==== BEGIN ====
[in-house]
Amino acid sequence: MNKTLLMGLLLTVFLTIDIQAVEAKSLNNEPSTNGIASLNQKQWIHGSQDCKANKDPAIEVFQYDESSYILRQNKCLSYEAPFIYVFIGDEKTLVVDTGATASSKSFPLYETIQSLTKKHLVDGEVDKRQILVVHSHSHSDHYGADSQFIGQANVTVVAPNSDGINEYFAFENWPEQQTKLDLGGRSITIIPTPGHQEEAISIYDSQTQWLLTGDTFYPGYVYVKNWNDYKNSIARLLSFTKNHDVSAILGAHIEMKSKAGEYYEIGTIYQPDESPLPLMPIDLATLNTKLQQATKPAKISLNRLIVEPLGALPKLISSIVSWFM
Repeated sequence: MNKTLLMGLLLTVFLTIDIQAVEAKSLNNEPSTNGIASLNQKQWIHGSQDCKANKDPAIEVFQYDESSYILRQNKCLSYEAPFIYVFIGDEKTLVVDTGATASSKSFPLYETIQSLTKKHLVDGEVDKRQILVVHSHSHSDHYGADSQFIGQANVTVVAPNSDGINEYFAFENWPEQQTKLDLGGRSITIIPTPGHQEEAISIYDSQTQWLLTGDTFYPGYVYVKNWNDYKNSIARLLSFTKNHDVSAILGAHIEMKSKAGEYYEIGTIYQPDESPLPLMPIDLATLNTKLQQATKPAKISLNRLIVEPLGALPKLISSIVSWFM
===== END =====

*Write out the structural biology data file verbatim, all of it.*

[in-house]
Amino acid sequence: MNKTLLMGLLLTVFLTIDIQAVEAKSLNNEPSTNGIASLNQKQWIHGSQDCKANKDPAIEVFQYDESSYILRQNKCLSYEAPFIYVFIGDEKTLVVDTGATASSKSFPLYETIQSLTKKHLVDGEVDKRQILVVHSHSHSDHYGADSQFIGQANVTVVAPNSDGINEYFAFENWPEQQTKLDLGGRSITIIPTPGHQEEAISIYDSQTQWLLTGDTFYPGYVYVKNWNDYKNSIARLLSFTKNHDVSAILGAHIEMKSKAGEYYEIGTIYQPDESPLPLMPIDLATLNTKLQQATKPAKISLNRLIVEPLGALPKLISSIVSWFM
Repeated sequence: MNKTLLMGLLLTVFLTIDIQAVEAKSLNNEPSTNGIASLNQKQWIHGSQDCKANKDPAIEVFQYDESSYILRQNKCLSYEAPFIYVFIGDEKTLVVDTGATASSKSFPLYETIQSLTKKHLVDGEVDKRQILVVHSHSHSDHYGADSQFIGQANVTVVAPNSDGINEYFAFENWPEQQTKLDLGGRSITIIPTPGHQEEAISIYDSQTQWLLTGDTFYPGYVYVKNWNDYKNSIARLLSFTKNHDVSAILGAHIEMKSKAGEYYEIGTIYQPDESPLPLMPIDLATLNTKLQQATKPAKISLNRLIVEPLGALPKLISSIVSWFM